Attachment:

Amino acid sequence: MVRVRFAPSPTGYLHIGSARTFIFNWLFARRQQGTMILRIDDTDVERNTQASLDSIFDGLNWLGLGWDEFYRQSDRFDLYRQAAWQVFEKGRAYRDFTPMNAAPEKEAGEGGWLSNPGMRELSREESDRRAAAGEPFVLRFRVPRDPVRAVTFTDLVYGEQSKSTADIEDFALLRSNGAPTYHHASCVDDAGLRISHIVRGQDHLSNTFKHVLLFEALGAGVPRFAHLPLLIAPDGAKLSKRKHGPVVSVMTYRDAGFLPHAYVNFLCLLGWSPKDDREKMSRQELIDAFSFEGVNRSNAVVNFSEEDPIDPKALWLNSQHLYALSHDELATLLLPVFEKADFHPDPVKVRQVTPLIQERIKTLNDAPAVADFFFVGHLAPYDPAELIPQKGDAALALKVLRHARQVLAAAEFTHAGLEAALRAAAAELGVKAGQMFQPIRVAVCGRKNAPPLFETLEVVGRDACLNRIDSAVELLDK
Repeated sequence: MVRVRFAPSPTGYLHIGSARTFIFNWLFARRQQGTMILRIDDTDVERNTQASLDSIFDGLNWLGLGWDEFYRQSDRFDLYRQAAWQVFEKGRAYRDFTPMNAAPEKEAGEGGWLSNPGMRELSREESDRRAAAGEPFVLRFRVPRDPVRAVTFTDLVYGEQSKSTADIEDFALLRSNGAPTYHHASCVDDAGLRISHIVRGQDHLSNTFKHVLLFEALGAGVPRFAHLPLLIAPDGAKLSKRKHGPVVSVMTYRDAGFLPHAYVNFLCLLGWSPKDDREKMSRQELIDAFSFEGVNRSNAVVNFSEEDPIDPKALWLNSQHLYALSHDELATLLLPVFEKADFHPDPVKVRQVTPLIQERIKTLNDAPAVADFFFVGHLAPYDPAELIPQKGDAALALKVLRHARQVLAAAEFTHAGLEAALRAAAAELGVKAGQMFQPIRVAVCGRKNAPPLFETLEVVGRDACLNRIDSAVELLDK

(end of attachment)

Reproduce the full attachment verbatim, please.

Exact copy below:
Amino acid sequence: MVRVRFAPSPTGYLHIGSARTFIFNWLFARRQQGTMILRIDDTDVERNTQASLDSIFDGLNWLGLGWDEFYRQSDRFDLYRQAAWQVFEKGRAYRDFTPMNAAPEKEAGEGGWLSNPGMRELSREESDRRAAAGEPFVLRFRVPRDPVRAVTFTDLVYGEQSKSTADIEDFALLRSNGAPTYHHASCVDDAGLRISHIVRGQDHLSNTFKHVLLFEALGAGVPRFAHLPLLIAPDGAKLSKRKHGPVVSVMTYRDAGFLPHAYVNFLCLLGWSPKDDREKMSRQELIDAFSFEGVNRSNAVVNFSEEDPIDPKALWLNSQHLYALSHDELATLLLPVFEKADFHPDPVKVRQVTPLIQERIKTLNDAPAVADFFFVGHLAPYDPAELIPQKGDAALALKVLRHARQVLAAAEFTHAGLEAALRAAAAELGVKAGQMFQPIRVAVCGRKNAPPLFETLEVVGRDACLNRIDSAVELLDK
Repeated sequence: MVRVRFAPSPTGYLHIGSARTFIFNWLFARRQQGTMILRIDDTDVERNTQASLDSIFDGLNWLGLGWDEFYRQSDRFDLYRQAAWQVFEKGRAYRDFTPMNAAPEKEAGEGGWLSNPGMRELSREESDRRAAAGEPFVLRFRVPRDPVRAVTFTDLVYGEQSKSTADIEDFALLRSNGAPTYHHASCVDDAGLRISHIVRGQDHLSNTFKHVLLFEALGAGVPRFAHLPLLIAPDGAKLSKRKHGPVVSVMTYRDAGFLPHAYVNFLCLLGWSPKDDREKMSRQELIDAFSFEGVNRSNAVVNFSEEDPIDPKALWLNSQHLYALSHDELATLLLPVFEKADFHPDPVKVRQVTPLIQERIKTLNDAPAVADFFFVGHLAPYDPAELIPQKGDAALALKVLRHARQVLAAAEFTHAGLEAALRAAAAELGVKAGQMFQPIRVAVCGRKNAPPLFETLEVVGRDACLNRIDSAVELLDK